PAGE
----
Dezeen readers will receive a 20 per cent discount to Salon Art + Design with the code 21DZPT. To learn more about the fair, visit its website.

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This article was written by Dezeen for Salon Art + Design as part of a partnership. Find out more about Dezeen partnership content here.

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Dezeen Courses now features over 100 architecture and design courses

More than 50 new architecture and design courses have been added to Dezeen Courses, which now features more than 100 courses in 13 countries.

Launched last month, the section features courses at over 3o institutions including leading names in creative education such as Pratt Institute in New York, the Royal College of Art and The London School of Architecture in London and Monash University in Melbourne, Australia.

Dezeen Courses provides essential resource

This new service at presents details of undergraduate and postgraduate degree courses, as well as short courses and remote learning programmes.

Dezeen Courses provides an essential resource for anyone wanting to study architecture, interior design or any design-related discipline.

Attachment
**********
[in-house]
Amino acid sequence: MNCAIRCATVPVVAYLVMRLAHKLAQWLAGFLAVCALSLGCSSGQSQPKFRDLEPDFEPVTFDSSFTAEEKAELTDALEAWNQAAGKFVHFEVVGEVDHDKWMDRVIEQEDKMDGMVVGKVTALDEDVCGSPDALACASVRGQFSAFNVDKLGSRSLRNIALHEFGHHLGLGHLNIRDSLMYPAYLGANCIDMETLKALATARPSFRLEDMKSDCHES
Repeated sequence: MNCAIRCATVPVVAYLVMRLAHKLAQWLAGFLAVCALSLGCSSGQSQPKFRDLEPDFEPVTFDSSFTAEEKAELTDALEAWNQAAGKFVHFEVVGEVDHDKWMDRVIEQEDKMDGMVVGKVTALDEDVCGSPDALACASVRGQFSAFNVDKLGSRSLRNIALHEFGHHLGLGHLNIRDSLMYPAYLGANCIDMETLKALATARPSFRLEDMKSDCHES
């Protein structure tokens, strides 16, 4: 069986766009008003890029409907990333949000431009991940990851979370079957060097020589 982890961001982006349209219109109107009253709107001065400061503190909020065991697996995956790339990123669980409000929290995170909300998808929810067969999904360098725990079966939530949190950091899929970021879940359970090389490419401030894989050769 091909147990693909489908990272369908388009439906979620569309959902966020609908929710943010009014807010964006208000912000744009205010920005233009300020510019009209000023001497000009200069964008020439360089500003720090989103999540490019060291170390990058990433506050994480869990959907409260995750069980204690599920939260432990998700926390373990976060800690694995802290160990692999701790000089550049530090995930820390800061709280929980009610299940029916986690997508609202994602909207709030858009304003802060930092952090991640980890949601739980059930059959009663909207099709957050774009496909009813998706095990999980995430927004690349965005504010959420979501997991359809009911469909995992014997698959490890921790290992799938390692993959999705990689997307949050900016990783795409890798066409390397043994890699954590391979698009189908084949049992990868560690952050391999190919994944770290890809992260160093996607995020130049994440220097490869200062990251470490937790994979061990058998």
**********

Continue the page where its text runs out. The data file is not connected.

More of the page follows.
It compliments Dezeen School Shows, our highly successful graduate showcase that has so far attracted over 700,000 page views.

Courses include architecture, design and other creative disciplines

Architecture courses range from specialised postgraduate programmes such as the Master in Architecture European Urbanisation and Globalisation course at University of Luxembourg, to industry essentials such as undergraduate architecture degree programmes.

Interior design courses include undergraduate programmes such as the Interior Design BA (Hons) course at University of East London as well as postgraduate courses such as the Interior and Spatial Design MA programme at University of the Arts London.

Other design programmes include courses in product and textile design, for example the Master of Fine Arts in Textiles (MFA) course at Parsons School of Design and the Product Design BA (Hons) course at ArtEZ University of Art & Design.

The service also lists courses from other design-related disciplines including fashion, such as the Fashion Design BA (Hons) course at Bath Spa University, and business, such as the Master in Business for Architecture and Design at IE University in Spain.

Want to list a course with us?

Dezeen Courses is a guide to architecture and design courses around the world. Click here for more details or contact